McGarr Symposium on Sports and Society
Award-winning sportswriter Frank Deford and Washington Post associate editor David Maraniss speak
The University of Texas at Austin College of Communication's Texas Program in Sports and Media (TPSM) hosted presentations by award-winning sportswriter Frank Deford and David Maraniss, an associate editor at The Washington Post during the week of April 23.
Deford and Maraniss' presentations were part of TPSM’s McGarr Symposium on Sports and Society, which hosts discussions by sports media professionals about cultural issues related to sports.
At "An Evening with Frank Deford" on April 25, Deford and Sports Illustrated executive editor Terry McDonell discussed Deford's memoir, "Over Time: My Life as a Sportswriter," as well as changes in sports, journalism and society.
After he graduated from Princeton University and joined the Sports Illustrated staff in the 1960s, Deford said he became fascinated by the social and political stories surrounding sports.
When asked about which American athletes were most influential, Deford mentioned Jackie Robinson, who broke the Major League Baseball racial barrier with the Brooklyn Dodgers in 1947, and Billie Jean King, a world-renowned tennis player who furthered the women’s movement by defeating Bobby Riggs in 1973. Deford helped King write her autobiography in the 1980s.
Acknowledging that the media landscape has changed drastically, Deford said his basic advice to aspiring media professionals remains the same.
"Writing – it's easy to define who's good at it," Deford said. "It's tougher to prove you're a good salesman, dentist, etc. If you can write, someone will give you a job and you can succeed at it."
He also encouraged students to persevere through writer's block.
"I've met a great many writers who were not natural writers," Deford said. "There were a lot of people who didn't get that key and had to bang their way in. And then they ended up writing a lot better than those who originally had the keys."
Deford has received several honors, including the Associated Press Sports Editors' 2012 Red Smith Award and the Washington Journalism Review's Magazine Writer of the Year award. The National Association of Sportscasters and Sportswriters named him to its Hall of Fame, and the American Journalism Review cited him as the nation's finest sportswriter.
On the radio, Deford serves as a commentator every Wednesday on NPR's "Morning Edition" and, on television, he is the senior correspondent on the HBO show "Real Sports With Bryant Gumbel." In magazines, he is senior contributing writer at Sports Illustrated – where two College of Communication students intern.
Two of Deford's books – the novel, "Everybody's All-American" and "Alex: The Life Of A Child," his memoir about his daughter who died of cystic fibrosis – have been made into movies.
At the Frank Deford Lecture in Sports Journalism on April 26, David Maraniss, an associate editor at The Washington Post, spoke about the future of journalism, the importance of sports in establishing identities and connections and his book, "Barack Obama: The Story."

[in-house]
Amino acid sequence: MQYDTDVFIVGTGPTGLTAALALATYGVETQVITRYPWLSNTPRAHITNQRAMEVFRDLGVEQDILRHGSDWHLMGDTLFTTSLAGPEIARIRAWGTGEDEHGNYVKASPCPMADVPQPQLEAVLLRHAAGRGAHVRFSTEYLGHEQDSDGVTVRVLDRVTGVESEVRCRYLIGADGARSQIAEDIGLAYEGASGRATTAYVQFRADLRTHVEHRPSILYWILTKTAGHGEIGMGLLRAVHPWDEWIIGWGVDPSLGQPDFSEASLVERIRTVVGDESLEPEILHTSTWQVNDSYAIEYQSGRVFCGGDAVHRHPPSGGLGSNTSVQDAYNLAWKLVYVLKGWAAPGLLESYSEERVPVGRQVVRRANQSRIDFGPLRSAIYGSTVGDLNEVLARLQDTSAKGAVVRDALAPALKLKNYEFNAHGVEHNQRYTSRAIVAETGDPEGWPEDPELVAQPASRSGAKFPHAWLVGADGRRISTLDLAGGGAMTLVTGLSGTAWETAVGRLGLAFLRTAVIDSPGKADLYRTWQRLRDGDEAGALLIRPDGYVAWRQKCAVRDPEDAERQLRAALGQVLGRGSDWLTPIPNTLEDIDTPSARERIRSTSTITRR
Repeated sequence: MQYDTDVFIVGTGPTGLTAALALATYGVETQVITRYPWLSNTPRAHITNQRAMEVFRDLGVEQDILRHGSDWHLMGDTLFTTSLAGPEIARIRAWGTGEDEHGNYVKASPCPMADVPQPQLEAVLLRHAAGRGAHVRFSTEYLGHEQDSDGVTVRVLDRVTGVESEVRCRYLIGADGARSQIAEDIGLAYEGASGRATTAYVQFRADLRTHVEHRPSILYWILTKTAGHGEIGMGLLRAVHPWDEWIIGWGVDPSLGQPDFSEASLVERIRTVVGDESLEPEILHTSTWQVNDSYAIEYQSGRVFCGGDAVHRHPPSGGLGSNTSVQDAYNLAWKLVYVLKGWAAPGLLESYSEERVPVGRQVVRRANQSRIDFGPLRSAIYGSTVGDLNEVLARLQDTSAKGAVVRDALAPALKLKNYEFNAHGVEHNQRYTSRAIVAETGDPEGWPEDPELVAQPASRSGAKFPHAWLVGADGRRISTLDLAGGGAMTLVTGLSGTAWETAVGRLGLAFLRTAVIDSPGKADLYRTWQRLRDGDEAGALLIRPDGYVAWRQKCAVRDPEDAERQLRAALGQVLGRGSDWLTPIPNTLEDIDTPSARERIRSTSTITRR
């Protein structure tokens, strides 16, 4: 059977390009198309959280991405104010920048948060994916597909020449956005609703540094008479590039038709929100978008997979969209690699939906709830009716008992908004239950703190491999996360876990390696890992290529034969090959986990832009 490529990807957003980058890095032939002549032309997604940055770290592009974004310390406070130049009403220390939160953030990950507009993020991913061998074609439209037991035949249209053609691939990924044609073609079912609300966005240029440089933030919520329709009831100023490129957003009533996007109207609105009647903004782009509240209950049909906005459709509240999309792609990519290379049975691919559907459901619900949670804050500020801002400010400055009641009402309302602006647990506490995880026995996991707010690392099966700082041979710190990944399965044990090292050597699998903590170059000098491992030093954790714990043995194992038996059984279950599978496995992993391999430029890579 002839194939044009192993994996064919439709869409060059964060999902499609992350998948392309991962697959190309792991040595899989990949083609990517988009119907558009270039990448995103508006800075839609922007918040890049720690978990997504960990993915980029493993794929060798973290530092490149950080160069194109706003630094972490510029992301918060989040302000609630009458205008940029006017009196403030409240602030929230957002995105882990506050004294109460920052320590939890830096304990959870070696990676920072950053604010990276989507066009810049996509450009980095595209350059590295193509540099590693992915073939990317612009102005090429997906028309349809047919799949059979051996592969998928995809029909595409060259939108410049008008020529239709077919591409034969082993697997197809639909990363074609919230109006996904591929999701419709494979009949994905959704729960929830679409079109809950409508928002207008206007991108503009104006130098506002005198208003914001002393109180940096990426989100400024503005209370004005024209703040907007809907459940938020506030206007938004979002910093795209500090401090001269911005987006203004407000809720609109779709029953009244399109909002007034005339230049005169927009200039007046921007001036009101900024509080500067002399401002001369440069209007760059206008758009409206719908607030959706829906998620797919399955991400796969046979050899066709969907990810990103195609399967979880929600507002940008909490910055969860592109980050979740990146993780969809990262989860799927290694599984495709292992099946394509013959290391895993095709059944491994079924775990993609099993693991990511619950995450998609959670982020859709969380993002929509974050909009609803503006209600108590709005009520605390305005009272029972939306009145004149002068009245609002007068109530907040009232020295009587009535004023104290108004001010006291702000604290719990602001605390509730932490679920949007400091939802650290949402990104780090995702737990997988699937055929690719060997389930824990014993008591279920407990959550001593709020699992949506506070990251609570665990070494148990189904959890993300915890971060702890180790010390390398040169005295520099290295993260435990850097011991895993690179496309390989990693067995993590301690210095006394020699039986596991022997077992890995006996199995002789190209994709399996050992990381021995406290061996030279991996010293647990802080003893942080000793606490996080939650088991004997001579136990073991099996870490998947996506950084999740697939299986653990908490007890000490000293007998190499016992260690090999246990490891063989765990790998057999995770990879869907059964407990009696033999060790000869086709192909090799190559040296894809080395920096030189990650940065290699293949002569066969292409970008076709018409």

With the public clamoring over trivialities rather than reading policy stories, Maraniss said editors often make a pragmatic decision to run lightweight stories. He also said that though social media has changed the way stories are told, the human need for storytelling will never go away.
He also urged writers to study how sports and society are interconnected. Political writers often use sports and military metaphors, Maraniss said, while sports writers often use military and political metaphors.
Emphasizing how important it is for journalists to establish rapport with their sources, Maraniss gave an example of how sports helped him connect with President Obama.
Knowing that Obama is a Bears fan, Maraniss – a Packers fan – chatted with him about the Bears versus Packers rivalry. They talked about how Obama vowed to attend the 2011 Superbowl if the Packers won, and about how Packers team ended up visiting the White House after they won the Superbowl.
"He said, 'The Packers give me a hard time,'" Maraniss said, adding that Wisconsinites often give Obama Packers uniforms on his visit to the swing state. "I said, 'Deservedly so, you're a Bears fan.' Just that little exchange, as trivial as it was – that opened it up."
Maraniss also spoke about how President Obama found his sense of self through basketball when he was growing up in Hawaii.
"The team he played on was terrific," Maraniss said. "A varsity Division I team… probably one of the best basketball teams in the nation. Just to make the team was quite a statement."
Maraniss has written the following five critically-acclaimed and bestselling books: "When Pride Still Mattered: A Life of Vince Lombardi," "First in His Class: A Biography of Bill Clinton," "They Marched Into Sunlight – War and Peace, Vietnam and America, October 1967," "Clemente – The Passion and Grace of Baseball's Last Hero" and "Rome 1960: The Summer Olympics That Stirred the World."
Maraniss is a three-time Pulitzer Prize finalist, winning in 1993 for national reporting in his coverage of then-presidential candidate Bill Clinton. He also was part of The Washington Post team that won a 2008 Pulitzer for the newspaper's coverage of the Virginia Tech shooting.
Maraniss has received the George Polk Award, the Dirksen Prize for Congressional Reporting, the American Society of Newspaper Editors' Laventhol Prize for Deadline Writing and the J. Anthony Lukas Book Prize.
Laura Byerley, (512) 471-2182